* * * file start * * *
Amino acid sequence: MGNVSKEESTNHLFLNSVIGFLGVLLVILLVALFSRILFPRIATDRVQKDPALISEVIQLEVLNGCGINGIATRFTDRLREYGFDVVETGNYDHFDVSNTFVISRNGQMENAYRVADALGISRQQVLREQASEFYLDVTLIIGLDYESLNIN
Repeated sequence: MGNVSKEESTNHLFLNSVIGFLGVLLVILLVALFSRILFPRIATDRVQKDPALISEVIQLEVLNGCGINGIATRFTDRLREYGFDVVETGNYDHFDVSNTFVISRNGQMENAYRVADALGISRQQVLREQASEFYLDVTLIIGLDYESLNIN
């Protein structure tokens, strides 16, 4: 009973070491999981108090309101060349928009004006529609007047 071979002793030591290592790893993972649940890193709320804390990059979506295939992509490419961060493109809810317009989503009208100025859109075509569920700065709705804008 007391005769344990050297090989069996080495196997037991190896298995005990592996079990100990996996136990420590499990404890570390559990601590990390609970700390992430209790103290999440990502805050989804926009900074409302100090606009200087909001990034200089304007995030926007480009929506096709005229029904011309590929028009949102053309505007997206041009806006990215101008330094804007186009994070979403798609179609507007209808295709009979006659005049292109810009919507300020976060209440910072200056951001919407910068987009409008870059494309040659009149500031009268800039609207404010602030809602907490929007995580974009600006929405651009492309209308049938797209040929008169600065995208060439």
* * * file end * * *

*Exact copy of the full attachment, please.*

Amino acid sequence: MGNVSKEESTNHLFLNSVIGFLGVLLVILLVALFSRILFPRIATDRVQKDPALISEVIQLEVLNGCGINGIATRFTDRLREYGFDVVETGNYDHFDVSNTFVISRNGQMENAYRVADALGISRQQVLREQASEFYLDVTLIIGLDYESLNIN
Repeated sequence: MGNVSKEESTNHLFLNSVIGFLGVLLVILLVALFSRILFPRIATDRVQKDPALISEVIQLEVLNGCGINGIATRFTDRLREYGFDVVETGNYDHFDVSNTFVISRNGQMENAYRVADALGISRQQVLREQASEFYLDVTLIIGLDYESLNIN
């Protein structure tokens, strides 16, 4: 009973070491999981108090309101060349928009004006529609007047 071979002793030591290592790893993972649940890193709320804390990059979506295939992509490419961060493109809810317009989503009208100025859109075509569920700065709705804008 007391005769344990050297090989069996080495196997037991190896298995005990592996079990100990996996136990420590499990404890570390559990601590990390609970700390992430209790103290999440990502805050989804926009900074409302100090606009200087909001990034200089304007995030926007480009929506096709005229029904011309590929028009949102053309505007997206041009806006990215101008330094804007186009994070979403798609179609507007209808295709009979006659005049292109810009919507300020976060209440910072200056951001919407910068987009409008870059494309040659009149500031009268800039609207404010602030809602907490929007995580974009600006929405651009492309209308049938797209040929008169600065995208060439």